CFPB, U.S. Consumer Finance Watchdog’s vision for tech and crypto oversight


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  • The U.S. Consumer Financial Protection Bureau (CFPB) wants to oversee large nonbank payment providers to ensure they’re following the same laws as traditional financial institutions, including crypto transaction subsectors.
  • Their proposal states that “The CFPB’s ability to monitor for emerging risks is critical as new product offerings blur the traditional lines of banking and commerce.”
  • The document stated that the CFPB considers bitcoin and other cryptocurrencies digital assets, but the proposed rule would not apply to people purchasing, selling, or converting them.
  • The CFPB has issued a call for feedback on several aspects of the proposal, instructing the public to email the regulator or visit regulations.gov.

A recent proposal that is currently in talks could allow the supervision of nonbank payment providers by the CFPB. This would allow oversight of various crypto transactions, including ones between people. The Protection Bureau has set its sights on digital currencies as it sets out to amend similar rules to traditional financial institutions. 

The crypto space is a decentralized realm that is free from such constraints based on its anonymous nature. This has favored their adoption by major institutional players as well as retail investors, and as such, it could have other implications for the cryptocurrency community. 

CFPB proposal on crypto payments oversight and regulation

The proposal announced on Tuesday seeks to let the United States Consumer Financial Protection Bureau (CFPB) oversee major nonbank payment providers and guard them in complaints with rules set in traditional finance by which central institutions abide by. 

This would also include various cryptocurrency platforms as monitoring of transactions would be employed. The proposal on November 7 would let the CFPB supervise major parties involved in “general-use digital consumer payment applications” if adopted. 

The document details this and includes the transfer of funds or wallet providers and the assessment used by individuals but only for commercial purposes. The document confirmed that transactions of digital currencies would be included based on how the regulatory authority defines “funds.”

The proposal stated, “The CFPB’s ability to monitor for emerging risks is critical as new product offerings blur the traditional lines of banking and commerce.”The proposal also stated:

 The Proposed Rule would establish the CFPB’s supervisory authority over certain nonbank covered persons participating in a market for “general-use digital consumer payment applications.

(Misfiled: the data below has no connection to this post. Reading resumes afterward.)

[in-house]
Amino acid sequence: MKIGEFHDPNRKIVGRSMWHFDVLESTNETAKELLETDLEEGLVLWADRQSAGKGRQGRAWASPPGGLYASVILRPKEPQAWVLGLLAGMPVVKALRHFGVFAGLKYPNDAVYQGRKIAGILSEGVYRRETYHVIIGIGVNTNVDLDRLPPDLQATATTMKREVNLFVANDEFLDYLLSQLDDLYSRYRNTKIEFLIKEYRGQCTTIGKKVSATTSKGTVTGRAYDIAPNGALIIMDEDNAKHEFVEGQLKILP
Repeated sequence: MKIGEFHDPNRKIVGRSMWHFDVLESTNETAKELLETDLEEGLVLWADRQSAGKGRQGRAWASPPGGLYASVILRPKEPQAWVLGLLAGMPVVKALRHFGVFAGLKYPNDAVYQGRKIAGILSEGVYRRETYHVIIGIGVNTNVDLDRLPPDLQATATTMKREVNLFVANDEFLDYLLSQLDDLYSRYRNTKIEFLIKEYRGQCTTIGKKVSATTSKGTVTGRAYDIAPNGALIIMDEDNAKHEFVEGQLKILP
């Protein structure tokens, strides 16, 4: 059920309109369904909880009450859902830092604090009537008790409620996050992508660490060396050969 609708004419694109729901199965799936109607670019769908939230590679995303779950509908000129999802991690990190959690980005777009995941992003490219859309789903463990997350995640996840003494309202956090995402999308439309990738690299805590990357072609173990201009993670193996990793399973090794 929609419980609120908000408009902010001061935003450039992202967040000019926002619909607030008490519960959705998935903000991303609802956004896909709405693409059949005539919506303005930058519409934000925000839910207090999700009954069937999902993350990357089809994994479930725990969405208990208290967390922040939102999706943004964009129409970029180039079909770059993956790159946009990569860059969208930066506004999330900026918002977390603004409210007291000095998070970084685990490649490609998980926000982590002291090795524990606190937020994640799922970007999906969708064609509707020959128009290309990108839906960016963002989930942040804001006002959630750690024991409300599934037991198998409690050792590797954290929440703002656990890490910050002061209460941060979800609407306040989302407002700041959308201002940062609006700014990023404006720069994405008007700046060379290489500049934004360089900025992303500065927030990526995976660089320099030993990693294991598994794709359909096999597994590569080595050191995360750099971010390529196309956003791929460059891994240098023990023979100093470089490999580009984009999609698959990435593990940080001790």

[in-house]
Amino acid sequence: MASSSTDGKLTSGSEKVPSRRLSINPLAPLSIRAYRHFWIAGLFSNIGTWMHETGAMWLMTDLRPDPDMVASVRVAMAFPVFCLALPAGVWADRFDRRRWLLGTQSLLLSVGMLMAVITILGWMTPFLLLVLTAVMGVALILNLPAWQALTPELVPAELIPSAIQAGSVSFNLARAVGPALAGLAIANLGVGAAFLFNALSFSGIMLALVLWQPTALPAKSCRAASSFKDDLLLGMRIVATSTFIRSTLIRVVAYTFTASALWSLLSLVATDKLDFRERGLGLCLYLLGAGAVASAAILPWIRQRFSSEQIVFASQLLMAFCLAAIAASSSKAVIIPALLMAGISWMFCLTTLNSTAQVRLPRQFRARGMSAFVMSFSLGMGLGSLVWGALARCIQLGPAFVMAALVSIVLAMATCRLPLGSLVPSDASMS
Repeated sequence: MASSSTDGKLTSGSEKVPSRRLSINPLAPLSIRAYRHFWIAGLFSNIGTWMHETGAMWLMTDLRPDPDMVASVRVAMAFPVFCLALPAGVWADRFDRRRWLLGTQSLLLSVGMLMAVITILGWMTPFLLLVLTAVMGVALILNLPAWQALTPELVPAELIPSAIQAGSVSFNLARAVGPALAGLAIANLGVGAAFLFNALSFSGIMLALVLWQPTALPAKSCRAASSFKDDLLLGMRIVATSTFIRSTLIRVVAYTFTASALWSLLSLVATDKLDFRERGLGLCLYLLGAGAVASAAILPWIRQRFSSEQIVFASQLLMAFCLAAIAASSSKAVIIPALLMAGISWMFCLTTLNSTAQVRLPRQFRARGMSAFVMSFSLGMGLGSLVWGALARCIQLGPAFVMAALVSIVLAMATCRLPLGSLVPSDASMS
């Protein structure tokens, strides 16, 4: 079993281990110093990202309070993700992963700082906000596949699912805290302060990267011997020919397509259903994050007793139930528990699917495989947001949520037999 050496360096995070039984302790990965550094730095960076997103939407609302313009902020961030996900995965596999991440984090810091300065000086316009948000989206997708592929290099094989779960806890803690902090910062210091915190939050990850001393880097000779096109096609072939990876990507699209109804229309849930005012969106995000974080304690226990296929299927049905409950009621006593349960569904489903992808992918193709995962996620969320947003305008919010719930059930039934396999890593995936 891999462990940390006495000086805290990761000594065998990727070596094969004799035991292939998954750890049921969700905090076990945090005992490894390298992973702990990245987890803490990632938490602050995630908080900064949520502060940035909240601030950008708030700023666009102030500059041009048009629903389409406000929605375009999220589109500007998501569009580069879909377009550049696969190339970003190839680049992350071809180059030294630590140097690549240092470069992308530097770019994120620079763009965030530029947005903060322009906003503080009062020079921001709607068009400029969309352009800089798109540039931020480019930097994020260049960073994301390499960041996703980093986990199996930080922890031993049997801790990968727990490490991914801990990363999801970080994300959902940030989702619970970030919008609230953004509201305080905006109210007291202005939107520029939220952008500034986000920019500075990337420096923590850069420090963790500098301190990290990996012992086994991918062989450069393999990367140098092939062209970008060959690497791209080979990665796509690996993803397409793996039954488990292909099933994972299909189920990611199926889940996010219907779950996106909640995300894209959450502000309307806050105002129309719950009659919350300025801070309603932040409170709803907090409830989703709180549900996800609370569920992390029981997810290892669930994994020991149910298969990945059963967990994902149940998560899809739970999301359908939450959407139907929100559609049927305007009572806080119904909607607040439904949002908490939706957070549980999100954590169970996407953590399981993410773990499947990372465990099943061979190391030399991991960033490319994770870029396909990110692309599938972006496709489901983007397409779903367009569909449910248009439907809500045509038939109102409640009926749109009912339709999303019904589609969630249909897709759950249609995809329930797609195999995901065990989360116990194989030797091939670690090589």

CFPB Proposal

In establishing the CFPB’s supervisory authority over such persons, the Proposed Rule would not impose new substantive consumer protection requirements or alter the scope of the CFPB’s other authorities.”

Details of the proposal

The filing also lists different components in its definition of customer payment applications. This includes the location of the customer (the US) and confirmation of payment processing. It also stated that such transactions should only cover household, family, or personal purposes. The Tuesday proposal stated:

 “The proposed market would include providers of funds transfer and wallet functionalities through digital applications for consumers’ general use in making payments to other persons for personal, family, or household purposes. Examples include many consumer financial products and services that are commonly described as “digital wallets,” “payment apps,” “funds transfer apps,” “person-to-person payment apps,” “P2P apps,” and the like. 

CFPB Proposal

Moreover, the rule focuses on large tech companies that offer financial services, but the name listing of such firms hasn’t been noted in the proposal. Also, the proposal stated:

The CFPB is authorized to supervise nonbank covered persons subject to CFPA section 1024 for purposes of (1) assessing compliance with Federal consumer financial law; (2) obtaining information about such persons’ activities and compliance systems or procedures; and (3) detecting and assessing risks to consumers and consumer financial markets.

Regulation Proposal

However, companies that allow cross-border digital payments, like Venom (PayPal’s subsidiary) or Cash App, owned by Block, could be examples of firms that will have to follow the CFPB rules if the proposal is approved. 

The document also stated that major digital currencies such as Bitcoin qualify as assets that will be overseen by the CFPB. Notably, the proposed rule would not cover individuals purchasing or selling digital currencies or exchanging them for other cryptos in exchange firms. 

Additionally, the CFPB is publicly requesting feedback on various parts of the proposal and would like commentary on the matter via email or their online website. 

Disclaimer. The information provided is not trading advice. Cryptopolitan.com holds no liability for any investments made based on the information provided on this page. We strongly recommend independent research and/or consultation with a qualified professional before making any investment decision.

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Florence Muchai

Florence is a crypto enthusiast and writer who loves to travel. As a digital nomad, she explores the transformative power of blockchain technology. Her writing reflects the limitless possibilities for humanity to connect and grow.

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